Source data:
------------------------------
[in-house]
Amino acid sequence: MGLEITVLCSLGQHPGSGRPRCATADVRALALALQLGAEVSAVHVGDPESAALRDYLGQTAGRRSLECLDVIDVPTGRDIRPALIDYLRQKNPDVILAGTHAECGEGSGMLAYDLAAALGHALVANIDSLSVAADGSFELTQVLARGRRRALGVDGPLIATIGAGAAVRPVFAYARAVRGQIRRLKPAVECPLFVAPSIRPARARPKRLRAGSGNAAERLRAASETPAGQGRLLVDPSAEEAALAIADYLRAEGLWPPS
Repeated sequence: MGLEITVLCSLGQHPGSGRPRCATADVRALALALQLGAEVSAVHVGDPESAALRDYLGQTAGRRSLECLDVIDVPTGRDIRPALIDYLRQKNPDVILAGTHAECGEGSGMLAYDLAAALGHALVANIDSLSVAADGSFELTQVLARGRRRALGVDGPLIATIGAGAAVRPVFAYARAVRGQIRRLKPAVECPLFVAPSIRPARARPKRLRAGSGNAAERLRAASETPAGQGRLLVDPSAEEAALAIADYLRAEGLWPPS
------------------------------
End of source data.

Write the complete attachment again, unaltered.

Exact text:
[in-house]
Amino acid sequence: MGLEITVLCSLGQHPGSGRPRCATADVRALALALQLGAEVSAVHVGDPESAALRDYLGQTAGRRSLECLDVIDVPTGRDIRPALIDYLRQKNPDVILAGTHAECGEGSGMLAYDLAAALGHALVANIDSLSVAADGSFELTQVLARGRRRALGVDGPLIATIGAGAAVRPVFAYARAVRGQIRRLKPAVECPLFVAPSIRPARARPKRLRAGSGNAAERLRAASETPAGQGRLLVDPSAEEAALAIADYLRAEGLWPPS
Repeated sequence: MGLEITVLCSLGQHPGSGRPRCATADVRALALALQLGAEVSAVHVGDPESAALRDYLGQTAGRRSLECLDVIDVPTGRDIRPALIDYLRQKNPDVILAGTHAECGEGSGMLAYDLAAALGHALVANIDSLSVAADGSFELTQVLARGRRRALGVDGPLIATIGAGAAVRPVFAYARAVRGQIRRLKPAVECPLFVAPSIRPARARPKRLRAGSGNAAERLRAASETPAGQGRLLVDPSAEEAALAIADYLRAEGLWPPS